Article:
Principal offers views on academies, new high school ballot issues

‘A very exciting time for us as educators’

Jefferson City High School principal Jeff Dodson visits with Kezia Martin, left, and Tayler LePage after school Tuesday and finds out the details of their recent basketball activity.

Jefferson City High School principal Jeff Dodson visits with Kezia Martin, left, and Tayler LePage after school Tuesday and finds out the details of their recent basketball activity. Photo by Julie Smith.

As principal at Jefferson City High School, Jeff Dodson has one of the best vantage points for understanding the challenges facing teachers, students and the larger community, whose future success depends on a well-educated, skilled workforce.

On Monday, Dodson sat down with the News Tribune to explain how he envisions the seven new career academies will function. He also chatted about the issues local voters may want to consider as they head to the ballot box on April 2.

On that day, voters will be asked if they want to issue general obligation bonds — which would increase local taxes an additional 30 cents — and raise the operating tax levy by 25 cents.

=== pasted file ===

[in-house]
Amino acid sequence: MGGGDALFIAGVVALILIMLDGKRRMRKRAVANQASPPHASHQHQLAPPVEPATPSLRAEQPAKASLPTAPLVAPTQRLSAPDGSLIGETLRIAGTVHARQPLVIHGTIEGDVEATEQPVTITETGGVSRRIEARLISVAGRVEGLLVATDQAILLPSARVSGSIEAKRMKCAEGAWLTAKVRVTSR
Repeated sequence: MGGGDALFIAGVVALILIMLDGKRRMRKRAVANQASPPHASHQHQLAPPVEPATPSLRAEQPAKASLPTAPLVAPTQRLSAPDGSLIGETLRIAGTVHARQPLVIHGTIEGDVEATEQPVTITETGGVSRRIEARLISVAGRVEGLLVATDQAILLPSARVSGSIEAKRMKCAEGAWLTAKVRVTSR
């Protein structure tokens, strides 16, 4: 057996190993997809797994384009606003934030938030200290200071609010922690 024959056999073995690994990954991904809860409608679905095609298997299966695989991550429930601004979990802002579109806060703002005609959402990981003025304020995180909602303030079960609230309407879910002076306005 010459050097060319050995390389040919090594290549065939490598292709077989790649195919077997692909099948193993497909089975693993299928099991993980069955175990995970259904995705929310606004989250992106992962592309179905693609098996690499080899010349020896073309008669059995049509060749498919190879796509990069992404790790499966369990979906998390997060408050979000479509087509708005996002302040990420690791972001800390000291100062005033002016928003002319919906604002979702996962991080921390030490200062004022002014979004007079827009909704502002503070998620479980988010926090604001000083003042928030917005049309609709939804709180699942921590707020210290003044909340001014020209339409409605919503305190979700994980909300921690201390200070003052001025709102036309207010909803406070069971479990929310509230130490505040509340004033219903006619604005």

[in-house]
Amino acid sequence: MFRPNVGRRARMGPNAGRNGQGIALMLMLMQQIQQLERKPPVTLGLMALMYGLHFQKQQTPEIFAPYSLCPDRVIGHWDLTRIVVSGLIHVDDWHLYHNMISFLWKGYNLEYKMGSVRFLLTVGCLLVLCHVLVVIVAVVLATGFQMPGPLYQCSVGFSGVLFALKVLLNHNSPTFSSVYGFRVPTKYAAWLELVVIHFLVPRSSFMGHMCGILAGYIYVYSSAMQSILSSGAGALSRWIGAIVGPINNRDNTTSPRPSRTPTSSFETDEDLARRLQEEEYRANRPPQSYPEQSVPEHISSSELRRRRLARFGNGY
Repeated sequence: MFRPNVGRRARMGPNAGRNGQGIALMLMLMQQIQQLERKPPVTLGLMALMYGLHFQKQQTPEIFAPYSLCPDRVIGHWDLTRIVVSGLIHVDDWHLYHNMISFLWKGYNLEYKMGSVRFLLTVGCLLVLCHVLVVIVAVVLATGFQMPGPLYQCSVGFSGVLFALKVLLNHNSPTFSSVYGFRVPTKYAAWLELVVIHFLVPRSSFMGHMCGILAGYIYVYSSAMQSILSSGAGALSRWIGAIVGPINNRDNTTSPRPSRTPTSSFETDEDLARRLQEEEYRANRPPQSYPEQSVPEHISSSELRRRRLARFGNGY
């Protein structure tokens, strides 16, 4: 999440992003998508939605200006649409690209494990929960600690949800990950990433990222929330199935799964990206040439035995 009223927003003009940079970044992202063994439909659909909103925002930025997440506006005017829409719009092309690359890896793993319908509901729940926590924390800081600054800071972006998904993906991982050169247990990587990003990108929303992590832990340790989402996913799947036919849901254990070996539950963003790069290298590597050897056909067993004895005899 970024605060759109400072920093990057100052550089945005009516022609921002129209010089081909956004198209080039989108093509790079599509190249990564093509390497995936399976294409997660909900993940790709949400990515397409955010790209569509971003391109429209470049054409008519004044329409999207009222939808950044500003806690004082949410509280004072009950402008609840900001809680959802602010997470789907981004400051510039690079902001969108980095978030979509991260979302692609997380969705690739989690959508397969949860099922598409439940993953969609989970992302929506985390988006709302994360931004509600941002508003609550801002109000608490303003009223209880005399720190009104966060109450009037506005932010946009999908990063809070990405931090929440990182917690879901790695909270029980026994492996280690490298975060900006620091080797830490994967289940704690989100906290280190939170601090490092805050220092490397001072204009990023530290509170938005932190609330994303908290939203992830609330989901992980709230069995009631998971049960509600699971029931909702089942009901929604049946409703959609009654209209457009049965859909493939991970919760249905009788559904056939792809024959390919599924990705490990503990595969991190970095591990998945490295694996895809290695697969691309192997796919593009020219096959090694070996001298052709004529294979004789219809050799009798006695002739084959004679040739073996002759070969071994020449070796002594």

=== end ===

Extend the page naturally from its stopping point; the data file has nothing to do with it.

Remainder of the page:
The 30-cent increase would generate a revenue stream that would allow the district to issue $79 million in bonds, money that would be used to finance a new high school east of Missouri 179 and a new elementary school on the city’s eastern end.

The 25-cent increase in the operating tax levy would generate an additional $2.5 million for the district, funding that would be used for transportation, security, technology and professional development.

Q. What do you feel are the three biggest advantages to creating the seven academies?

DODSON: The biggest advantage — from our perspective — to the academy concept is a concept that will allow us to create small learning communities, and it will also personalize the learning experience for all students. Maybe the most important piece is it will allow each student to have the benefits of attending a high school that has a small-school feel, while still having the benefits of all that a large high school has to offer. We feel like it’s the best of both.

Q. Why do we need to build a new high school?

DODSON: We need additional physical space and facilities to provide the best experience for students and staff.

Q. When seniors graduate from high school, what challenges do you see them facing as they head to college, the workforce or the military? Are they prepared to enter this tough economy?

DODSON: High school graduates have to be college and career ready. It’s really a combination of their learned experience, coupled with good soft skills, or communication skills. I think, for us, we want to make sure they can master the content material in each subject area, and they need to learn how to collaborate with others and how to communicate. And also, to be able to be provide customer service as they present themselves.

In short, they need to learn how to be valuable employees and colleagues.

Q. What are the biggest challenges you face managing the high school every day?